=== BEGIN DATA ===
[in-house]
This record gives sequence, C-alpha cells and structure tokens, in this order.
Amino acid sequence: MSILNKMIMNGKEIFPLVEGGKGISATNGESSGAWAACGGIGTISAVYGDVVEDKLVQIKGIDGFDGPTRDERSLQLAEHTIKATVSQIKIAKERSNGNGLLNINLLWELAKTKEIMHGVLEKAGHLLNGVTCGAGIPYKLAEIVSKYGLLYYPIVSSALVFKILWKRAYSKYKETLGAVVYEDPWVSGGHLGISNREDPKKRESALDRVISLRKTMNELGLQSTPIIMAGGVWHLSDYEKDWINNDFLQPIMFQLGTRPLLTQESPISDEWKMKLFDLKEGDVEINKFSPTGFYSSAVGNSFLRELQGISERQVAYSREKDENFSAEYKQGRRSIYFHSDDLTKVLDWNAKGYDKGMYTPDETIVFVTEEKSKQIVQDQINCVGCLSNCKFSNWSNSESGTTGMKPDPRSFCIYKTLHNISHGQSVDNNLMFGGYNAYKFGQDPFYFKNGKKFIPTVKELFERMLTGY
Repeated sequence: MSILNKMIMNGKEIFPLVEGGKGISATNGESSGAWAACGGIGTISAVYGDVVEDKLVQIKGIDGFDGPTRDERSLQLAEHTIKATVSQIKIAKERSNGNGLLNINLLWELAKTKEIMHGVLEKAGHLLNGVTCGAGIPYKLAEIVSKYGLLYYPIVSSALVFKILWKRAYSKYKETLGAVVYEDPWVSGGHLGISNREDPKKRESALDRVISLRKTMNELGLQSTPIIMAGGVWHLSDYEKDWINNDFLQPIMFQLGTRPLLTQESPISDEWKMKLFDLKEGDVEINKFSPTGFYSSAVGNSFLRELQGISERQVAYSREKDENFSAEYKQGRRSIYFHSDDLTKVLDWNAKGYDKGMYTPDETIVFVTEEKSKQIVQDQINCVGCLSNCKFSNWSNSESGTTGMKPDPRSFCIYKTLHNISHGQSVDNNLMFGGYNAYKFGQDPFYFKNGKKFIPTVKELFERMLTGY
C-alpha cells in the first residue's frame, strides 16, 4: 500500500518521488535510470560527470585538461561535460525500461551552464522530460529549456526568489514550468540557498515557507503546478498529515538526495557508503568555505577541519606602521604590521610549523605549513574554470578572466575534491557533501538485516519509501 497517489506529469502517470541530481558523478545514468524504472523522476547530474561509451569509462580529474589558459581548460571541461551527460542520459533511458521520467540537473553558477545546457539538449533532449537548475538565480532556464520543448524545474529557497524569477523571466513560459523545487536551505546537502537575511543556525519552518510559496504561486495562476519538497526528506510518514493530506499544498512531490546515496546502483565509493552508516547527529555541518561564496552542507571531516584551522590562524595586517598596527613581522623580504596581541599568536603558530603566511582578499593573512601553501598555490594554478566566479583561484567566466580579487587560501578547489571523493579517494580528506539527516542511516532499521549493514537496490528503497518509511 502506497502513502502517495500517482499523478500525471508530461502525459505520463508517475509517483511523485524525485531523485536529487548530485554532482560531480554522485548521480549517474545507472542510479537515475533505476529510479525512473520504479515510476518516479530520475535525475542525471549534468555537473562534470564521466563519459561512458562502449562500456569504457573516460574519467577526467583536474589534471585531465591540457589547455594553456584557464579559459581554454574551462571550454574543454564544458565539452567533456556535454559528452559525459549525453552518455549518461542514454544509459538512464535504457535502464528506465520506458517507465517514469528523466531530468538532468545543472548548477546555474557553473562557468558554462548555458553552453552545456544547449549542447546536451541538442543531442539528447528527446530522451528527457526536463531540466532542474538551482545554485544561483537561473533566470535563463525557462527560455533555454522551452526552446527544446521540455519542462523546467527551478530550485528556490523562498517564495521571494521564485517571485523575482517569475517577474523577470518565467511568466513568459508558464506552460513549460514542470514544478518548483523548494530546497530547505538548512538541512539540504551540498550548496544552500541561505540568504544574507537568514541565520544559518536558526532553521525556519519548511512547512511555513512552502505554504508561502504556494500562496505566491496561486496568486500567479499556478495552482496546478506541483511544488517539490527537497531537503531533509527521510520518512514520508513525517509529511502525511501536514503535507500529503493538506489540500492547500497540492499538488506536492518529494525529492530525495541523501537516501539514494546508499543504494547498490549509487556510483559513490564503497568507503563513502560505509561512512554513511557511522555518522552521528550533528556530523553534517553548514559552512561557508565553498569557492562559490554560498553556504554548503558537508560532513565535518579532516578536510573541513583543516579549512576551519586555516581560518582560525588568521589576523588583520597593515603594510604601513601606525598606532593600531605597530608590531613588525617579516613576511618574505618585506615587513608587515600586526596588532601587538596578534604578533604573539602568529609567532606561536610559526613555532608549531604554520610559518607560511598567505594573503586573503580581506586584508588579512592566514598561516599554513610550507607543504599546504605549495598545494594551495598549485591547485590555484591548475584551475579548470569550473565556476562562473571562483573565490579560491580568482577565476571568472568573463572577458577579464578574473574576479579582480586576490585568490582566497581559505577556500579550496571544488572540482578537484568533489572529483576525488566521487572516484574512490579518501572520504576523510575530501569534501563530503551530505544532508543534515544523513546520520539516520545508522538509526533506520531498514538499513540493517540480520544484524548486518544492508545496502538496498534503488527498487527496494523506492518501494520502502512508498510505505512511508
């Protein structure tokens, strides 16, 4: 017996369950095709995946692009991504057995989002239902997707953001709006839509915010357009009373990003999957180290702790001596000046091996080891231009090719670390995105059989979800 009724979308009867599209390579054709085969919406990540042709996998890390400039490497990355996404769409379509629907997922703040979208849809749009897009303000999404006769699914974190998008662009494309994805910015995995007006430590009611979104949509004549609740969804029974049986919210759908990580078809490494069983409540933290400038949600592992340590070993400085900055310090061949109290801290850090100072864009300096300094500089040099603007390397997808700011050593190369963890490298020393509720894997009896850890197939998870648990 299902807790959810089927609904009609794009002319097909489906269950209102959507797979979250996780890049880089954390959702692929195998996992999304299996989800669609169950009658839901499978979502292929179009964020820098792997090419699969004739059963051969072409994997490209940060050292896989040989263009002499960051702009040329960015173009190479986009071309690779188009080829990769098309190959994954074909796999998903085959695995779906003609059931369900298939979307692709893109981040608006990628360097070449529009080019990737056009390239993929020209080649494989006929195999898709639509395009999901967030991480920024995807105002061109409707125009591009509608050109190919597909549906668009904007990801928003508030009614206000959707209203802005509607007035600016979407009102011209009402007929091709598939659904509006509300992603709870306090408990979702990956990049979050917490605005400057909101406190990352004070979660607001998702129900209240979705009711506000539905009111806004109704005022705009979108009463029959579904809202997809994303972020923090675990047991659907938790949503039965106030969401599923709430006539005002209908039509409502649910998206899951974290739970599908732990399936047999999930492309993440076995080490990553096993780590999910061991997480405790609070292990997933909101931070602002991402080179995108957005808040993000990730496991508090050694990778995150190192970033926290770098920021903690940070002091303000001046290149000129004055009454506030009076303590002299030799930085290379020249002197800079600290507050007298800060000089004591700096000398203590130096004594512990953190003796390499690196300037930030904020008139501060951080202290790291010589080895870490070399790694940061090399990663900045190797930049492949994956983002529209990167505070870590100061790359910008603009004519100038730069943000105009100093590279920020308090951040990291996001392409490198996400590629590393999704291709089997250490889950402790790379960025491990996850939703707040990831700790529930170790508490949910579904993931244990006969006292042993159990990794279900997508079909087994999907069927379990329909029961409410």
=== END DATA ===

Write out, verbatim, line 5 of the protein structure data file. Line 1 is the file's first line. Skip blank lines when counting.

C-alpha cells in the first residue's frame, strides 16, 4: 500500500518521488535510470560527470585538461561535460525500461551552464522530460529549456526568489514550468540557498515557507503546478498529515538526495557508503568555505577541519606602521604590521610549523605549513574554470578572466575534491557533501538485516519509501 497517489506529469502517470541530481558523478545514468524504472523522476547530474561509451569509462580529474589558459581548460571541461551527460542520459533511458521520467540537473553558477545546457539538449533532449537548475538565480532556464520543448524545474529557497524569477523571466513560459523545487536551505546537502537575511543556525519552518510559496504561486495562476519538497526528506510518514493530506499544498512531490546515496546502483565509493552508516547527529555541518561564496552542507571531516584551522590562524595586517598596527613581522623580504596581541599568536603558530603566511582578499593573512601553501598555490594554478566566479583561484567566466580579487587560501578547489571523493579517494580528506539527516542511516532499521549493514537496490528503497518509511 502506497502513502502517495500517482499523478500525471508530461502525459505520463508517475509517483511523485524525485531523485536529487548530485554532482560531480554522485548521480549517474545507472542510479537515475533505476529510479525512473520504479515510476518516479530520475535525475542525471549534468555537473562534470564521466563519459561512458562502449562500456569504457573516460574519467577526467583536474589534471585531465591540457589547455594553456584557464579559459581554454574551462571550454574543454564544458565539452567533456556535454559528452559525459549525453552518455549518461542514454544509459538512464535504457535502464528506465520506458517507465517514469528523466531530468538532468545543472548548477546555474557553473562557468558554462548555458553552453552545456544547449549542447546536451541538442543531442539528447528527446530522451528527457526536463531540466532542474538551482545554485544561483537561473533566470535563463525557462527560455533555454522551452526552446527544446521540455519542462523546467527551478530550485528556490523562498517564495521571494521564485517571485523575482517569475517577474523577470518565467511568466513568459508558464506552460513549460514542470514544478518548483523548494530546497530547505538548512538541512539540504551540498550548496544552500541561505540568504544574507537568514541565520544559518536558526532553521525556519519548511512547512511555513512552502505554504508561502504556494500562496505566491496561486496568486500567479499556478495552482496546478506541483511544488517539490527537497531537503531533509527521510520518512514520508513525517509529511502525511501536514503535507500529503493538506489540500492547500497540492499538488506536492518529494525529492530525495541523501537516501539514494546508499543504494547498490549509487556510483559513490564503497568507503563513502560505509561512512554513511557511522555518522552521528550533528556530523553534517553548514559552512561557508565553498569557492562559490554560498553556504554548503558537508560532513565535518579532516578536510573541513583543516579549512576551519586555516581560518582560525588568521589576523588583520597593515603594510604601513601606525598606532593600531605597530608590531613588525617579516613576511618574505618585506615587513608587515600586526596588532601587538596578534604578533604573539602568529609567532606561536610559526613555532608549531604554520610559518607560511598567505594573503586573503580581506586584508588579512592566514598561516599554513610550507607543504599546504605549495598545494594551495598549485591547485590555484591548475584551475579548470569550473565556476562562473571562483573565490579560491580568482577565476571568472568573463572577458577579464578574473574576479579582480586576490585568490582566497581559505577556500579550496571544488572540482578537484568533489572529483576525488566521487572516484574512490579518501572520504576523510575530501569534501563530503551530505544532508543534515544523513546520520539516520545508522538509526533506520531498514538499513540493517540480520544484524548486518544492508545496502538496498534503488527498487527496494523506492518501494520502502512508498510505505512511508